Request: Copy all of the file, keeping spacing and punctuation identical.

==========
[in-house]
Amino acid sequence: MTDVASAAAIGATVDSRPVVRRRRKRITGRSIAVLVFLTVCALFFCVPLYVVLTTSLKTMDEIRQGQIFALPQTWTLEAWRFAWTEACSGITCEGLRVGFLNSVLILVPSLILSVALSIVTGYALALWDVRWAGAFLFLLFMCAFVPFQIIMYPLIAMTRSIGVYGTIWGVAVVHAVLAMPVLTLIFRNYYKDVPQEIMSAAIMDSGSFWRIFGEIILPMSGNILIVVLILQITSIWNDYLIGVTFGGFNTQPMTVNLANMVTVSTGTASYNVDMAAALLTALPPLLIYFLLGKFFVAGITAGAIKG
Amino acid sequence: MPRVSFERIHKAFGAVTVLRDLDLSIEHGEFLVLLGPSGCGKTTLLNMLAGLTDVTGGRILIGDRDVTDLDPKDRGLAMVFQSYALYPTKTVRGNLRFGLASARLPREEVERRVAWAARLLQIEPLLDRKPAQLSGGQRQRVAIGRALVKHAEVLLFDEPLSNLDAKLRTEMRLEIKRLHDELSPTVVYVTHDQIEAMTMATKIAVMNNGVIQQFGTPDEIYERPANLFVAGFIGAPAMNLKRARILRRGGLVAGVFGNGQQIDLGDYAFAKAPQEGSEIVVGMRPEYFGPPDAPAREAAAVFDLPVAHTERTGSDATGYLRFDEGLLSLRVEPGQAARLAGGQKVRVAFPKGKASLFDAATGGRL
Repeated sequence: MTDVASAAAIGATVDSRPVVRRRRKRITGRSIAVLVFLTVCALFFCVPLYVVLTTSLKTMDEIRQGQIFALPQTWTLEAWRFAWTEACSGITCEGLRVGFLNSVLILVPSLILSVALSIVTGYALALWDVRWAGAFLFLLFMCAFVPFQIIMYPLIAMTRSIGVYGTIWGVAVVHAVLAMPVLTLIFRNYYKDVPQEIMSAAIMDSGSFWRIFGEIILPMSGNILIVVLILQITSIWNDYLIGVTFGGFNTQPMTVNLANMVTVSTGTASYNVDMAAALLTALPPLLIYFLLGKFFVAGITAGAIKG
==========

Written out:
[in-house]
Amino acid sequence: MTDVASAAAIGATVDSRPVVRRRRKRITGRSIAVLVFLTVCALFFCVPLYVVLTTSLKTMDEIRQGQIFALPQTWTLEAWRFAWTEACSGITCEGLRVGFLNSVLILVPSLILSVALSIVTGYALALWDVRWAGAFLFLLFMCAFVPFQIIMYPLIAMTRSIGVYGTIWGVAVVHAVLAMPVLTLIFRNYYKDVPQEIMSAAIMDSGSFWRIFGEIILPMSGNILIVVLILQITSIWNDYLIGVTFGGFNTQPMTVNLANMVTVSTGTASYNVDMAAALLTALPPLLIYFLLGKFFVAGITAGAIKG
Amino acid sequence: MPRVSFERIHKAFGAVTVLRDLDLSIEHGEFLVLLGPSGCGKTTLLNMLAGLTDVTGGRILIGDRDVTDLDPKDRGLAMVFQSYALYPTKTVRGNLRFGLASARLPREEVERRVAWAARLLQIEPLLDRKPAQLSGGQRQRVAIGRALVKHAEVLLFDEPLSNLDAKLRTEMRLEIKRLHDELSPTVVYVTHDQIEAMTMATKIAVMNNGVIQQFGTPDEIYERPANLFVAGFIGAPAMNLKRARILRRGGLVAGVFGNGQQIDLGDYAFAKAPQEGSEIVVGMRPEYFGPPDAPAREAAAVFDLPVAHTERTGSDATGYLRFDEGLLSLRVEPGQAARLAGGQKVRVAFPKGKASLFDAATGGRL
Repeated sequence: MTDVASAAAIGATVDSRPVVRRRRKRITGRSIAVLVFLTVCALFFCVPLYVVLTTSLKTMDEIRQGQIFALPQTWTLEAWRFAWTEACSGITCEGLRVGFLNSVLILVPSLILSVALSIVTGYALALWDVRWAGAFLFLLFMCAFVPFQIIMYPLIAMTRSIGVYGTIWGVAVVHAVLAMPVLTLIFRNYYKDVPQEIMSAAIMDSGSFWRIFGEIILPMSGNILIVVLILQITSIWNDYLIGVTFGGFNTQPMTVNLANMVTVSTGTASYNVDMAAALLTALPPLLIYFLLGKFFVAGITAGAIKG